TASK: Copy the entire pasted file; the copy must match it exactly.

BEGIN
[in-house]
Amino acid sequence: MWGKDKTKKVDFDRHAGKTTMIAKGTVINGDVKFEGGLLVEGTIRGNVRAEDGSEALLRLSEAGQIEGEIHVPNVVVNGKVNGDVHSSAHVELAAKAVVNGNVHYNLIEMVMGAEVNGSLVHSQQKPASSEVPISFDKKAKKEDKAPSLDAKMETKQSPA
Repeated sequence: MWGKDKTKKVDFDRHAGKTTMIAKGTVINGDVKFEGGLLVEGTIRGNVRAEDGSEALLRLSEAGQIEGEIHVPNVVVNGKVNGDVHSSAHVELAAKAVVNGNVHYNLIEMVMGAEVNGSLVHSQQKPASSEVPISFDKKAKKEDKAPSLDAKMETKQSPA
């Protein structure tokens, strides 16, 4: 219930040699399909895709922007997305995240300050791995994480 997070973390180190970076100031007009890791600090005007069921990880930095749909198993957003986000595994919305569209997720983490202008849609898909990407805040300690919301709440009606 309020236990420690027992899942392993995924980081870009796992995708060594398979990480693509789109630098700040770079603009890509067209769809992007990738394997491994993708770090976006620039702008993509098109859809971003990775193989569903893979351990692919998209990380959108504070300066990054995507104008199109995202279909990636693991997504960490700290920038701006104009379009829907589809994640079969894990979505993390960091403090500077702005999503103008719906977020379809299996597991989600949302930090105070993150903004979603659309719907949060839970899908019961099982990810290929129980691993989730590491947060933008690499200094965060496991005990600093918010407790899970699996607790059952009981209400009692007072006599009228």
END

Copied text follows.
[in-house]
Amino acid sequence: MWGKDKTKKVDFDRHAGKTTMIAKGTVINGDVKFEGGLLVEGTIRGNVRAEDGSEALLRLSEAGQIEGEIHVPNVVVNGKVNGDVHSSAHVELAAKAVVNGNVHYNLIEMVMGAEVNGSLVHSQQKPASSEVPISFDKKAKKEDKAPSLDAKMETKQSPA
Repeated sequence: MWGKDKTKKVDFDRHAGKTTMIAKGTVINGDVKFEGGLLVEGTIRGNVRAEDGSEALLRLSEAGQIEGEIHVPNVVVNGKVNGDVHSSAHVELAAKAVVNGNVHYNLIEMVMGAEVNGSLVHSQQKPASSEVPISFDKKAKKEDKAPSLDAKMETKQSPA
């Protein structure tokens, strides 16, 4: 219930040699399909895709922007997305995240300050791995994480 997070973390180190970076100031007009890791600090005007069921990880930095749909198993957003986000595994919305569209997720983490202008849609898909990407805040300690919301709440009606 309020236990420690027992899942392993995924980081870009796992995708060594398979990480693509789109630098700040770079603009890509067209769809992007990738394997491994993708770090976006620039702008993509098109859809971003990775193989569903893979351990692919998209990380959108504070300066990054995507104008199109995202279909990636693991997504960490700290920038701006104009379009829907589809994640079969894990979505993390960091403090500077702005999503103008719906977020379809299996597991989600949302930090105070993150903004979603659309719907949060839970899908019961099982990810290929129980691993989730590491947060933008690499200094965060496991005990600093918010407790899970699996607790059952009981209400009692007072006599009228």